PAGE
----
Compelling Storefront

 

Don’t leave the content of your main IT website homepage and helpdesk interface to chance. This should be constructed/approved very intentionally (by you)—not only to deliver service with a user friendly interface, but to show additional content, which serves to create a positive impression of IT for all who visit.

What do you want to offer your users that come by? What impression should they leave with? Here are some ideas:

 

User support area: Users will come to your helpdesk to either get help with a problem they are having, or request IT support for something they need not "submit a trouble ticket" or "log an incident". These are IT-speak. Get them out of your user interface.

 

That’s is a good start. Now add two category titles that are action statements:

 

 

Under these two category titles list your set of services in the names that the business has defined/approved. Then anyone that comes here will easily be able to find what they are looking for.

 

If you are concerned that tickets will get incorrectly routed with this level of abstraction, don't be. It will only take one step to correct it if it is wrong. In reality, the users are more likely to pick incorrectly from a list of IT-oriented labels anyway, so your chances of correct routing on the first step may even go up.

 

SLA reporting area: Use some of the real estate to report on SLA performance trends for key business services. Whenever someone comes for help, they will see you are delivering on what you said you would do.

 

Schedule of upcoming IT projects area: Provide a timeline for new project rollouts, maintenance upgrades, switchovers to a new technology, etc. That will let people know when they might expect good things or be prepared for outages. Giving them a heads up will also let you know before hand if you have scheduled something with particularly bad timing for the business, so you’ll avoid shooting yourself in the foot.

 

Feedback area: Have a place on your website that allows users to give you feedback—and make sure it works. I’m amazed at how many times I have bad experience with a website and clicked to “give feedback”, but then there is a technical or system problem which prevents me from actually sending then the feedback.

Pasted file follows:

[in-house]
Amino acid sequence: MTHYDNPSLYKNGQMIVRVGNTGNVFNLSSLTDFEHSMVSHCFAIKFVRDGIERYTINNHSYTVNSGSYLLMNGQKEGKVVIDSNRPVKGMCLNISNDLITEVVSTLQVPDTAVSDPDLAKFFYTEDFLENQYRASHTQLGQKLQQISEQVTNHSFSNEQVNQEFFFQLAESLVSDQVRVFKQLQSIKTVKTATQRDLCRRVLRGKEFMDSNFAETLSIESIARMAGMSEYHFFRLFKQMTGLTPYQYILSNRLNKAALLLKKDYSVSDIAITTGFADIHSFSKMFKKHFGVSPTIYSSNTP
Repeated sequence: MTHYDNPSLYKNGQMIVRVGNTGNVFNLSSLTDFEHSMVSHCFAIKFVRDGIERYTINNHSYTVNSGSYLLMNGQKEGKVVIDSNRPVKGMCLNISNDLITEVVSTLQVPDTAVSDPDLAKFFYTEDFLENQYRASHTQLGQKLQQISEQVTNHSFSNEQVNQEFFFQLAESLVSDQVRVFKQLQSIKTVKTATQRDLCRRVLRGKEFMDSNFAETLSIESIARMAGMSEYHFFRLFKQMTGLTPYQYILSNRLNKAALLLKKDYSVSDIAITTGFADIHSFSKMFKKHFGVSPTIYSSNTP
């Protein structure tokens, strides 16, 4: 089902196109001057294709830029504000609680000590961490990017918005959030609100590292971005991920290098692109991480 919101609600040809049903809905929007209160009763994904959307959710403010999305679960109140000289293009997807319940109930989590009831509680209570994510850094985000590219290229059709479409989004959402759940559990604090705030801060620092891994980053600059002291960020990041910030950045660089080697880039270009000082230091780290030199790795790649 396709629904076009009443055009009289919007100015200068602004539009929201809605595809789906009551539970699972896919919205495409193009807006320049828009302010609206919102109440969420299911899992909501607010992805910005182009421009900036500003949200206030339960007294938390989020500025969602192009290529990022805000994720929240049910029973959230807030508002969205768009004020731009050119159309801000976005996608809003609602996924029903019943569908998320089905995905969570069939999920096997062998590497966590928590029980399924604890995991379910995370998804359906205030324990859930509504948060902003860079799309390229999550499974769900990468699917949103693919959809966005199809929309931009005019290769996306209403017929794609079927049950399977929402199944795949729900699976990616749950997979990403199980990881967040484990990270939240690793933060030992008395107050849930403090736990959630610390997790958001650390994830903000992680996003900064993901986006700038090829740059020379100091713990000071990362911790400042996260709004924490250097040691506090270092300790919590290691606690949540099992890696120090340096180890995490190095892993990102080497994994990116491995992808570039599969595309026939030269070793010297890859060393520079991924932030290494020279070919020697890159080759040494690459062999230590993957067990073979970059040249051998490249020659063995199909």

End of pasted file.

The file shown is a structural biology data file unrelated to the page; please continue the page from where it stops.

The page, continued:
Make this easy, and respond to the comments.

 

"If you need to talk to a human" area: Have a list of contact numbers for people who need to talk to a human. Don't make it hard to find as a way to discourage people from calling. One angry executive with an IT emergency who can’t find someone to talk to before a customer presentation can do a lot of damage to your credibility.

 

If you have made your other interfaces consistent and easy to use, you won't get too many phone calls, and you will get the ones you need to get.

 

Conclusion

 

Don’t leave your company’s perception of your helpdesk to chance. By thinking of your helpdesk as your “storefront”, you will be able to create a user environment which is useful, effective, and easy to deal with, and it will become a primary tool for establishing and maintaining your credibility.

 

Patty is the CEO of Azzarello Group which works with companies to develop and motivate their top performers and with individuals to create success in their business and career. At 33, she was the youngest general manager at HP. She ran a $1B software IT management business at the age of 35 and was a CEO for the first time at the age of 38. She has been working with CIO’s for many years.